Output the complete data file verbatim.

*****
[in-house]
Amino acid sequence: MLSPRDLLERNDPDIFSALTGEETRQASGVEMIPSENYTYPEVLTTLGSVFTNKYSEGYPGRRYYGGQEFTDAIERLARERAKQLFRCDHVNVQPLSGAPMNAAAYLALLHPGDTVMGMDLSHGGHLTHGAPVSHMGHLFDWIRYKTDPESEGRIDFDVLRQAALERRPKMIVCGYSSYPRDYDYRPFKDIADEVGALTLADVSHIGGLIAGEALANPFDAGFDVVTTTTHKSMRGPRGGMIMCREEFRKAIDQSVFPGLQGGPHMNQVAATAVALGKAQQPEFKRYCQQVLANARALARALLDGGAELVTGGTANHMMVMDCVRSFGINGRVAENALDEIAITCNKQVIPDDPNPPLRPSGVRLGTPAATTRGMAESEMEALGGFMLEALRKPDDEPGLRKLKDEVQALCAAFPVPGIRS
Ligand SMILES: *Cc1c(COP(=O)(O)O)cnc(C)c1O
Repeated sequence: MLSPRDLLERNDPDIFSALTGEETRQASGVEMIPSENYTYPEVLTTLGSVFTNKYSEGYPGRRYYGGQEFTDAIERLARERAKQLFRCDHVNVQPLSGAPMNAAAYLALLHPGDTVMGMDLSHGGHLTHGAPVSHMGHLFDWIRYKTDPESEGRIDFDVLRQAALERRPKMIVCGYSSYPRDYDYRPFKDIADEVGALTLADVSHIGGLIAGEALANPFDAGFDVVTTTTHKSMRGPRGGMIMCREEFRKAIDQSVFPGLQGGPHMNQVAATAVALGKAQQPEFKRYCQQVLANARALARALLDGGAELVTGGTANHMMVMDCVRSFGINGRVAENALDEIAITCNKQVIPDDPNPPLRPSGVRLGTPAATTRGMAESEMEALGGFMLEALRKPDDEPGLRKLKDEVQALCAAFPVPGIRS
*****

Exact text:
[in-house]
Amino acid sequence: MLSPRDLLERNDPDIFSALTGEETRQASGVEMIPSENYTYPEVLTTLGSVFTNKYSEGYPGRRYYGGQEFTDAIERLARERAKQLFRCDHVNVQPLSGAPMNAAAYLALLHPGDTVMGMDLSHGGHLTHGAPVSHMGHLFDWIRYKTDPESEGRIDFDVLRQAALERRPKMIVCGYSSYPRDYDYRPFKDIADEVGALTLADVSHIGGLIAGEALANPFDAGFDVVTTTTHKSMRGPRGGMIMCREEFRKAIDQSVFPGLQGGPHMNQVAATAVALGKAQQPEFKRYCQQVLANARALARALLDGGAELVTGGTANHMMVMDCVRSFGINGRVAENALDEIAITCNKQVIPDDPNPPLRPSGVRLGTPAATTRGMAESEMEALGGFMLEALRKPDDEPGLRKLKDEVQALCAAFPVPGIRS
Ligand SMILES: *Cc1c(COP(=O)(O)O)cnc(C)c1O
Repeated sequence: MLSPRDLLERNDPDIFSALTGEETRQASGVEMIPSENYTYPEVLTTLGSVFTNKYSEGYPGRRYYGGQEFTDAIERLARERAKQLFRCDHVNVQPLSGAPMNAAAYLALLHPGDTVMGMDLSHGGHLTHGAPVSHMGHLFDWIRYKTDPESEGRIDFDVLRQAALERRPKMIVCGYSSYPRDYDYRPFKDIADEVGALTLADVSHIGGLIAGEALANPFDAGFDVVTTTTHKSMRGPRGGMIMCREEFRKAIDQSVFPGLQGGPHMNQVAATAVALGKAQQPEFKRYCQQVLANARALARALLDGGAELVTGGTANHMMVMDCVRSFGINGRVAENALDEIAITCNKQVIPDDPNPPLRPSGVRLGTPAATTRGMAESEMEALGGFMLEALRKPDDEPGLRKLKDEVQALCAAFPVPGIRS